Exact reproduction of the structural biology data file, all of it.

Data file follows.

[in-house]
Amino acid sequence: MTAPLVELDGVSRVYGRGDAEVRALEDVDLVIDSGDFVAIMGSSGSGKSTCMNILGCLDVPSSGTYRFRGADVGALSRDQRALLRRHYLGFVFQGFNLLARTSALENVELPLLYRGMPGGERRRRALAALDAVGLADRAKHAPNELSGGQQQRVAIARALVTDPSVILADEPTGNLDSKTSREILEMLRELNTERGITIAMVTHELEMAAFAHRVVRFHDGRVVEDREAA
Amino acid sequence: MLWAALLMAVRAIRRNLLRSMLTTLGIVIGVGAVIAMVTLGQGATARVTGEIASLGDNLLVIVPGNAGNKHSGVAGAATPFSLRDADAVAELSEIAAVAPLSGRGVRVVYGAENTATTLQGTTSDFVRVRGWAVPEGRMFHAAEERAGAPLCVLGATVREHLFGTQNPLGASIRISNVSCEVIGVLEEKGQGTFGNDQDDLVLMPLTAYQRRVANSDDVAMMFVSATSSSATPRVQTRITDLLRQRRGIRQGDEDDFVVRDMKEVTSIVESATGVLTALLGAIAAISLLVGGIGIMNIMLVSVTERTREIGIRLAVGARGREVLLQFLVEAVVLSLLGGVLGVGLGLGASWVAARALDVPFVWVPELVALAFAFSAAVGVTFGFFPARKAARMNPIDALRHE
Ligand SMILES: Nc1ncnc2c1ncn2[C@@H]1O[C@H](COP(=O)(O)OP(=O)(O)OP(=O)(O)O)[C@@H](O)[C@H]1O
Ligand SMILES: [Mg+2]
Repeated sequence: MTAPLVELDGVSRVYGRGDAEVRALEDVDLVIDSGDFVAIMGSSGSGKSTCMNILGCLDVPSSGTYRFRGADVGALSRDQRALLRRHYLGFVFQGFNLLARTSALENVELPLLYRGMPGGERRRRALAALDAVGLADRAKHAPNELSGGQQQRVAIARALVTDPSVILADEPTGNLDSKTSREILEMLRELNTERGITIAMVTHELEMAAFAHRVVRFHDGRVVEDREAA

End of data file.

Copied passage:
[in-house]
Amino acid sequence: MTAPLVELDGVSRVYGRGDAEVRALEDVDLVIDSGDFVAIMGSSGSGKSTCMNILGCLDVPSSGTYRFRGADVGALSRDQRALLRRHYLGFVFQGFNLLARTSALENVELPLLYRGMPGGERRRRALAALDAVGLADRAKHAPNELSGGQQQRVAIARALVTDPSVILADEPTGNLDSKTSREILEMLRELNTERGITIAMVTHELEMAAFAHRVVRFHDGRVVEDREAA
Amino acid sequence: MLWAALLMAVRAIRRNLLRSMLTTLGIVIGVGAVIAMVTLGQGATARVTGEIASLGDNLLVIVPGNAGNKHSGVAGAATPFSLRDADAVAELSEIAAVAPLSGRGVRVVYGAENTATTLQGTTSDFVRVRGWAVPEGRMFHAAEERAGAPLCVLGATVREHLFGTQNPLGASIRISNVSCEVIGVLEEKGQGTFGNDQDDLVLMPLTAYQRRVANSDDVAMMFVSATSSSATPRVQTRITDLLRQRRGIRQGDEDDFVVRDMKEVTSIVESATGVLTALLGAIAAISLLVGGIGIMNIMLVSVTERTREIGIRLAVGARGREVLLQFLVEAVVLSLLGGVLGVGLGLGASWVAARALDVPFVWVPELVALAFAFSAAVGVTFGFFPARKAARMNPIDALRHE
Ligand SMILES: Nc1ncnc2c1ncn2[C@@H]1O[C@H](COP(=O)(O)OP(=O)(O)OP(=O)(O)O)[C@@H](O)[C@H]1O
Ligand SMILES: [Mg+2]
Repeated sequence: MTAPLVELDGVSRVYGRGDAEVRALEDVDLVIDSGDFVAIMGSSGSGKSTCMNILGCLDVPSSGTYRFRGADVGALSRDQRALLRRHYLGFVFQGFNLLARTSALENVELPLLYRGMPGGERRRRALAALDAVGLADRAKHAPNELSGGQQQRVAIARALVTDPSVILADEPTGNLDSKTSREILEMLRELNTERGITIAMVTHELEMAAFAHRVVRFHDGRVVEDREAA